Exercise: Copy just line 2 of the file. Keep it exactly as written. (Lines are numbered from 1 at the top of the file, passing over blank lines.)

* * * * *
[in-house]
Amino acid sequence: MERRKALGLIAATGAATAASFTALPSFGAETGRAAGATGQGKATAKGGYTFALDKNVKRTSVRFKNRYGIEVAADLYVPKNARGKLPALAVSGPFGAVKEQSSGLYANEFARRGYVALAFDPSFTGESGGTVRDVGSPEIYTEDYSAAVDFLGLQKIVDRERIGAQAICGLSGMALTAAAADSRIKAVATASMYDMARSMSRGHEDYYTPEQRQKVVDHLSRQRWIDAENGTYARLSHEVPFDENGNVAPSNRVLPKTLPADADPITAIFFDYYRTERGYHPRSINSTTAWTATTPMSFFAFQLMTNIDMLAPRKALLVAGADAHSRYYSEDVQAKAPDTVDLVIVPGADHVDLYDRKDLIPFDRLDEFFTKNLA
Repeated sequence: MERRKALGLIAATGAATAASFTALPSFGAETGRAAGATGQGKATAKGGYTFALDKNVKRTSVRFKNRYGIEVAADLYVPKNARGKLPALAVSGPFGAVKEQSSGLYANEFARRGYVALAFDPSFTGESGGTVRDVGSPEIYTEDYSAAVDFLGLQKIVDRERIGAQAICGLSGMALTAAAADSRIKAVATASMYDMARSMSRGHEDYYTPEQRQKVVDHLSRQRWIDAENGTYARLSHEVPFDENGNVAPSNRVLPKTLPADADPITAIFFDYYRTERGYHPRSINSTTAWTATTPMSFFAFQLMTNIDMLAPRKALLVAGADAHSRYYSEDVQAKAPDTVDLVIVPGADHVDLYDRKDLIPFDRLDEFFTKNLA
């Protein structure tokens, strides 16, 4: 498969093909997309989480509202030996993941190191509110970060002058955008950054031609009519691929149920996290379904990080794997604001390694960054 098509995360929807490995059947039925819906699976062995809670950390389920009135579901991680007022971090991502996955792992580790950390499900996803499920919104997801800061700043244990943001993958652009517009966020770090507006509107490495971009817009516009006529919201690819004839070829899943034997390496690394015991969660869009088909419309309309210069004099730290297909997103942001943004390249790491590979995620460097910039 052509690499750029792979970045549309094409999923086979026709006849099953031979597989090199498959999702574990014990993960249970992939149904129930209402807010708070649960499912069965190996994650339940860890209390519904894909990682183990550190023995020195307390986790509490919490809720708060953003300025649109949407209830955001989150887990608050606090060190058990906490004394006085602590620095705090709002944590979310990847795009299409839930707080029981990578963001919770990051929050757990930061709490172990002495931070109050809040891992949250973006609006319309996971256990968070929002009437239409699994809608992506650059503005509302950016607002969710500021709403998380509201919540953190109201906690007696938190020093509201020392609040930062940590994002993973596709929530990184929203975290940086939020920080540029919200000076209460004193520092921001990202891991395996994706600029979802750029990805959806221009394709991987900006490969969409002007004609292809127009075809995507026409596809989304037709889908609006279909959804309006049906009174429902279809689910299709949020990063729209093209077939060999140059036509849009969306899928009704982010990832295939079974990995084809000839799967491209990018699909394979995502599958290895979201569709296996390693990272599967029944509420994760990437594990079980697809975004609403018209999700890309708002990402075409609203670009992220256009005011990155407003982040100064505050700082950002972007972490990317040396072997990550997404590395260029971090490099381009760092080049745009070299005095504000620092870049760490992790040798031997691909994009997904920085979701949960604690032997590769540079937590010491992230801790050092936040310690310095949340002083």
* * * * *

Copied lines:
Amino acid sequence: MERRKALGLIAATGAATAASFTALPSFGAETGRAAGATGQGKATAKGGYTFALDKNVKRTSVRFKNRYGIEVAADLYVPKNARGKLPALAVSGPFGAVKEQSSGLYANEFARRGYVALAFDPSFTGESGGTVRDVGSPEIYTEDYSAAVDFLGLQKIVDRERIGAQAICGLSGMALTAAAADSRIKAVATASMYDMARSMSRGHEDYYTPEQRQKVVDHLSRQRWIDAENGTYARLSHEVPFDENGNVAPSNRVLPKTLPADADPITAIFFDYYRTERGYHPRSINSTTAWTATTPMSFFAFQLMTNIDMLAPRKALLVAGADAHSRYYSEDVQAKAPDTVDLVIVPGADHVDLYDRKDLIPFDRLDEFFTKNLA